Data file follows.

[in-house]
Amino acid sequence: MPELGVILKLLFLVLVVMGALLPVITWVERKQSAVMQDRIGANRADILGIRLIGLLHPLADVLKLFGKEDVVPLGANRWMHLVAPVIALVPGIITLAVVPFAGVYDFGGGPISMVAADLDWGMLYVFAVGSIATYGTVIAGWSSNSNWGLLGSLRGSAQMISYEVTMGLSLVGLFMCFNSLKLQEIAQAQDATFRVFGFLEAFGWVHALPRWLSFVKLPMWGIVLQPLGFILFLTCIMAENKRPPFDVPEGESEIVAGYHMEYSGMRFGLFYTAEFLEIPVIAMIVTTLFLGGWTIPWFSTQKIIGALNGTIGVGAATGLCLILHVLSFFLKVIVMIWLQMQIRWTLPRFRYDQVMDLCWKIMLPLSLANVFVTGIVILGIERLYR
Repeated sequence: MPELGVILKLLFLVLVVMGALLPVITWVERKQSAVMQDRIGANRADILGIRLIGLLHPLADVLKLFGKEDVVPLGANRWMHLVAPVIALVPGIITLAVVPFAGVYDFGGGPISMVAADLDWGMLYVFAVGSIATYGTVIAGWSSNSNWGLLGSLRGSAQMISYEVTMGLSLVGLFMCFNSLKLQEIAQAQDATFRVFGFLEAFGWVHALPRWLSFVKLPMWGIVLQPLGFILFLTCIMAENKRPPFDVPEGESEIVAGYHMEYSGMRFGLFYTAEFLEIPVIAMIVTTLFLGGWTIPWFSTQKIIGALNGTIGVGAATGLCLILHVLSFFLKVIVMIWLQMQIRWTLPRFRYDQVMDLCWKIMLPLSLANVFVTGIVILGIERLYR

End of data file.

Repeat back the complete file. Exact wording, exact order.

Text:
[in-house]
Amino acid sequence: MPELGVILKLLFLVLVVMGALLPVITWVERKQSAVMQDRIGANRADILGIRLIGLLHPLADVLKLFGKEDVVPLGANRWMHLVAPVIALVPGIITLAVVPFAGVYDFGGGPISMVAADLDWGMLYVFAVGSIATYGTVIAGWSSNSNWGLLGSLRGSAQMISYEVTMGLSLVGLFMCFNSLKLQEIAQAQDATFRVFGFLEAFGWVHALPRWLSFVKLPMWGIVLQPLGFILFLTCIMAENKRPPFDVPEGESEIVAGYHMEYSGMRFGLFYTAEFLEIPVIAMIVTTLFLGGWTIPWFSTQKIIGALNGTIGVGAATGLCLILHVLSFFLKVIVMIWLQMQIRWTLPRFRYDQVMDLCWKIMLPLSLANVFVTGIVILGIERLYR
Repeated sequence: MPELGVILKLLFLVLVVMGALLPVITWVERKQSAVMQDRIGANRADILGIRLIGLLHPLADVLKLFGKEDVVPLGANRWMHLVAPVIALVPGIITLAVVPFAGVYDFGGGPISMVAADLDWGMLYVFAVGSIATYGTVIAGWSSNSNWGLLGSLRGSAQMISYEVTMGLSLVGLFMCFNSLKLQEIAQAQDATFRVFGFLEAFGWVHALPRWLSFVKLPMWGIVLQPLGFILFLTCIMAENKRPPFDVPEGESEIVAGYHMEYSGMRFGLFYTAEFLEIPVIAMIVTTLFLGGWTIPWFSTQKIIGALNGTIGVGAATGLCLILHVLSFFLKVIVMIWLQMQIRWTLPRFRYDQVMDLCWKIMLPLSLANVFVTGIVILGIERLYR